One month on the trail

Taking this break in Erwin, TN from the freezing weather has its benefits. For the first time since leaving Georgia, I’m staying in a hotel with decent wi-fi.
I’ve been keeping a photo diary of sorts – taing notes on every picture I take with my Sony NEX-5T. I’ve found that, while I’m able to update the website (infrequently at best), uploading the larger photos from my Sony takes a strong wi-fi connection.
Here we go.

– The AT approaching Woody Gap, GA. I fondly remember camping in these mountains as a kid. This winter landscape dominated the Georgia section of my hike. Day 3 – March 12, 2016

-Early morning view from Cowrock Mountain, GA, the first proper vista I photographed. Day 5 – March 14, 2016

-Sunset at the summit of Standing Indian Mountain, NC. I camped just shy of the summit. Day 9 – March 18, 2016

-View from the fire tower on the summit of Albert Mountain, NC. After one of the hardest days hiking to date, I was thankful to be rewarded with this view. Day 10 – March 19, 2016

-Leaving Albert Mountain, NC and hiking through the Nantahala National Forest. Day 10 – March 19, 2016

-Sunrise on Cheoah Bald. I’m so glad I left camp in the dark for this one. Day 15 – March 24, 2016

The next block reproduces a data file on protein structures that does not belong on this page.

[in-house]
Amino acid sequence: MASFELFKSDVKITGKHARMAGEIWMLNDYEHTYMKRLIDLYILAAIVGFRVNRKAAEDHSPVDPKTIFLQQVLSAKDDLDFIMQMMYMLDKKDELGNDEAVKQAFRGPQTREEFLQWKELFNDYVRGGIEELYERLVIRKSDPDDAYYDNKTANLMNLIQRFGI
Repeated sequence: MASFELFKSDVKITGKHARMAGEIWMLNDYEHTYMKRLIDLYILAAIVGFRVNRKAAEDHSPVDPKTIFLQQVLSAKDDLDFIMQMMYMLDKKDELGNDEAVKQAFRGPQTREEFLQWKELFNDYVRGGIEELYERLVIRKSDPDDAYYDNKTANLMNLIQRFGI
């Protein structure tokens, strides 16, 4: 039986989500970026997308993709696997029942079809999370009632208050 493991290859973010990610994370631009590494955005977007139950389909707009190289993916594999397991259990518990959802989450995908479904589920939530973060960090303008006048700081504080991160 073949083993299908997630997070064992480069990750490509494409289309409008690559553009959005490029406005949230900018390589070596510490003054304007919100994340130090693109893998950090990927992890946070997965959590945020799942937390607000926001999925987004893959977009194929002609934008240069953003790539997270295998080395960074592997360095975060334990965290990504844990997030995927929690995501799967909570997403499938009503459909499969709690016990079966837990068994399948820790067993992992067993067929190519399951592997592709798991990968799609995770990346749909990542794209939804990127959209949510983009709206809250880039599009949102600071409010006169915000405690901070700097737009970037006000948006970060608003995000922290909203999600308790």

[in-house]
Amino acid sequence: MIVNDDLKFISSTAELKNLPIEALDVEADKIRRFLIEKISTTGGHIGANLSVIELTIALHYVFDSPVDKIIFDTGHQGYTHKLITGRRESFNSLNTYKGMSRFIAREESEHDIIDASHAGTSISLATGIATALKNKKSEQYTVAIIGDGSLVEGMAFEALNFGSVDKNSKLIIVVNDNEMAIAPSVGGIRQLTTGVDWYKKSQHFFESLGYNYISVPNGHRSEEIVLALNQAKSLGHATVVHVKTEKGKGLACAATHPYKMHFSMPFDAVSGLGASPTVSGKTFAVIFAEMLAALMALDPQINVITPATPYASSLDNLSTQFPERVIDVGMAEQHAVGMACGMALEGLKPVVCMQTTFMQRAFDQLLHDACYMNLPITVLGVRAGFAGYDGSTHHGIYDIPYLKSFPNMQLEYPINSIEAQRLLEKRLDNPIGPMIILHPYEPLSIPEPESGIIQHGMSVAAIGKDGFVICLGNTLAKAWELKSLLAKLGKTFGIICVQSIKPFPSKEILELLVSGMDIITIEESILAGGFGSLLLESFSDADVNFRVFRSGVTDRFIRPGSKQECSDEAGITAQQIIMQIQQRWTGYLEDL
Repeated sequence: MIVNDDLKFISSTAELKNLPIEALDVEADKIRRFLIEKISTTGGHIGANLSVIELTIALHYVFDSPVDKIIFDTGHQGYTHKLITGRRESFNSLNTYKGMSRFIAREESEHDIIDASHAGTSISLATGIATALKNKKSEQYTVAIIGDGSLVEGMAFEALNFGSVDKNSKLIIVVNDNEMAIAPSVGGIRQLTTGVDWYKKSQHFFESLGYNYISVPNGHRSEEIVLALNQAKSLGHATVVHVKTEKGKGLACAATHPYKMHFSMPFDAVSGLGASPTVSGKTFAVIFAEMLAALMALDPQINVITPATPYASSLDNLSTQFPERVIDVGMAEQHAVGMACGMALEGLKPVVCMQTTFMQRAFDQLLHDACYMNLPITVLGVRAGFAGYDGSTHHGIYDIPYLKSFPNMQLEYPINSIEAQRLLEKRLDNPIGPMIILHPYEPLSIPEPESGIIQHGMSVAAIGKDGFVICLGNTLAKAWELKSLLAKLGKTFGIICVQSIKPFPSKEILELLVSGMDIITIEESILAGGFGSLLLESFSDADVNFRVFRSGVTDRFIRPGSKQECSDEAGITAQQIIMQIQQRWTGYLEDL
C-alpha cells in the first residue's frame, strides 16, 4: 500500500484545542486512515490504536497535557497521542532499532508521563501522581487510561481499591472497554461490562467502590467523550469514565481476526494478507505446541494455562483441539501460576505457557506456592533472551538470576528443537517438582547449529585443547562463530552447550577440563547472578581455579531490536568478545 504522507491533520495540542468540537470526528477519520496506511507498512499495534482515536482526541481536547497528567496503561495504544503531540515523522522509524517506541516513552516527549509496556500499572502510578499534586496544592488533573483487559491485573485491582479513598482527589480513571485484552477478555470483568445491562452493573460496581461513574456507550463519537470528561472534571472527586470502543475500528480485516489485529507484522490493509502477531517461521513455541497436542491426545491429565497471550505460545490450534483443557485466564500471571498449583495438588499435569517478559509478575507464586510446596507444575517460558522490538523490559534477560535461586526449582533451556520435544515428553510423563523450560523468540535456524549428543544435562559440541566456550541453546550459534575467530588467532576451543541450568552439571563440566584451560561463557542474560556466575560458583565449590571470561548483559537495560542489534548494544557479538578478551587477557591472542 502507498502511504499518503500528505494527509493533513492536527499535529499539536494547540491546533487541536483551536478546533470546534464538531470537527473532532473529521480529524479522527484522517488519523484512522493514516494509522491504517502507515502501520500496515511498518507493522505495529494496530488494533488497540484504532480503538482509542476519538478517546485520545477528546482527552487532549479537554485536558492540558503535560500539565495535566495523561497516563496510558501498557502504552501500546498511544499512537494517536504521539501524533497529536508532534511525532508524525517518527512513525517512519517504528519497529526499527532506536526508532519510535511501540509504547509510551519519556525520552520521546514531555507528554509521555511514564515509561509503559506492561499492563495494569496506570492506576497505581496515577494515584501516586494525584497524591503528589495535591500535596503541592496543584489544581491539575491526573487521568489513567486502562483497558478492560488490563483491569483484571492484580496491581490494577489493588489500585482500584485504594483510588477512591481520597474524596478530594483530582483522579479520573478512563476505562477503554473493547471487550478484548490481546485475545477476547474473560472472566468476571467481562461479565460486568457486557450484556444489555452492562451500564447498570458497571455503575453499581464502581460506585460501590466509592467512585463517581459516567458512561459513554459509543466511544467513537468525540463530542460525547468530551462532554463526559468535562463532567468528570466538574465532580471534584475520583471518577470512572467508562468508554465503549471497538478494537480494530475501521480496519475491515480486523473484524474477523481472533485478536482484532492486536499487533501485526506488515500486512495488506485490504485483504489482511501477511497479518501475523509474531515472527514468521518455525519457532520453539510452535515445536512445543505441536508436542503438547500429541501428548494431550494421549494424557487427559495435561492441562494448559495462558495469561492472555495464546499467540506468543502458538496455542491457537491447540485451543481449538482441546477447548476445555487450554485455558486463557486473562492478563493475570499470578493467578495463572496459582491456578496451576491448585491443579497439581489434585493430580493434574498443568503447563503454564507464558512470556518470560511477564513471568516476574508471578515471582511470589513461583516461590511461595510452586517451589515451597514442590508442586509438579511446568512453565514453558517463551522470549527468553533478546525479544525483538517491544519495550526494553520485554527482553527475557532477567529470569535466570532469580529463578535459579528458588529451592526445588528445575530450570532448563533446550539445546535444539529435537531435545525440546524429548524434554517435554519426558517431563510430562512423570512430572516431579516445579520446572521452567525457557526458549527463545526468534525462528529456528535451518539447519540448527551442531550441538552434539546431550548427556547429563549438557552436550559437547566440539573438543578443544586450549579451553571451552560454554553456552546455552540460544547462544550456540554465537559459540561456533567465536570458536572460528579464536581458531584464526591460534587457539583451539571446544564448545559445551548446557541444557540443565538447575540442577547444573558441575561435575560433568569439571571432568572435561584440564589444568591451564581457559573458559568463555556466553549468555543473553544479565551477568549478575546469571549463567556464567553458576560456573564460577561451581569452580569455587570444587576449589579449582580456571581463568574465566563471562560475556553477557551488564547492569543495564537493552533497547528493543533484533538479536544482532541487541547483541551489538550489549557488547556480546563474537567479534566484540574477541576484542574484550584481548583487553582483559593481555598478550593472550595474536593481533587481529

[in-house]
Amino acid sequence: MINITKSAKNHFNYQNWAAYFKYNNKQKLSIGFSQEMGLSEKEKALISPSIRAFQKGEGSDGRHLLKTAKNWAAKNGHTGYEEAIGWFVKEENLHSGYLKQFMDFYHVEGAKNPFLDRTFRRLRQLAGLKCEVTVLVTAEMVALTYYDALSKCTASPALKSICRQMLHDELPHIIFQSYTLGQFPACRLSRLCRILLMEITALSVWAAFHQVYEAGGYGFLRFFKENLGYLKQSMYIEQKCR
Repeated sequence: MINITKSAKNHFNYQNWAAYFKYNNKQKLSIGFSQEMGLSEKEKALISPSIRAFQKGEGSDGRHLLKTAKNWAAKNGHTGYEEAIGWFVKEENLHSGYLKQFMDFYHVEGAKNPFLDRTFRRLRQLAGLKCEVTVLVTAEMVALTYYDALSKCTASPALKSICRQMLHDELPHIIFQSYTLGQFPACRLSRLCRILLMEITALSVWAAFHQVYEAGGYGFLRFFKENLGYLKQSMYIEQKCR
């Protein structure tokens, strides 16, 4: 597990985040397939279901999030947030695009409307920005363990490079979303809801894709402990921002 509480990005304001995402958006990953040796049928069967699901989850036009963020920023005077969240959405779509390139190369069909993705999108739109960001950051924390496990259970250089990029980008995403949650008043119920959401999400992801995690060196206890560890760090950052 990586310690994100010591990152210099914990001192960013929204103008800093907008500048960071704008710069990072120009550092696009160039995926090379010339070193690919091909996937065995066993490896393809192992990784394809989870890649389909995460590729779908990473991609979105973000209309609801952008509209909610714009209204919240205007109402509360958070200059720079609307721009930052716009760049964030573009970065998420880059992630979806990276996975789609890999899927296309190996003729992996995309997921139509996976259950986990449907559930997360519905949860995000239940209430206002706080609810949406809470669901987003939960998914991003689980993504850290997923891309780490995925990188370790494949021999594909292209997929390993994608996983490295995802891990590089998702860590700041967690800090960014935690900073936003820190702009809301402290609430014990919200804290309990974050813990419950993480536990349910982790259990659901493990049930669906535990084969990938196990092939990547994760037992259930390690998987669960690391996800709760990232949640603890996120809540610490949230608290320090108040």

-A foggy trail on my first day in the Smokeys. Day 18 – March 27, 2016

-Charlie’s Bunion. Day 21 – March 30, 2016

-Higher elevations in the Smokeys remind me of hiking in the Cascades. Day 22 – March 31, 2016

-Ascending Max Patch, NC. It’s rarely this clear here (still windy and nearly freezing). Day 24 – April 2, 2016

-The French Broad River leaving Hot Springs, NC. Day 27 – April 5, 2016

-Being chased along a ridge line near Erwin, NC by an approaching storm. Day 29 – April 7, 2016

Author: Chris Kummer

Hey y'all - Cool Dad here. Ever since I was a little kid, I wanted to thru-hike the AT. It remained a nagging thought for nearly a decade - then it got loud enough to warrant my attention. So I quit my unfulfilling job(s) in Seattle and commenced hiking north from Springer in the spring of 2016. And I'm exceedingly thankful I did. The people I met, the things I saw, the gross foods I ate - not a day goes by without fondly remembering life on the trail. If you've already thru-hiked a long trail, you know exactly what I'm talking about. If you're thinking about tackling a long-distance hike, do it. Do it now. I'm probably gonna do it again...

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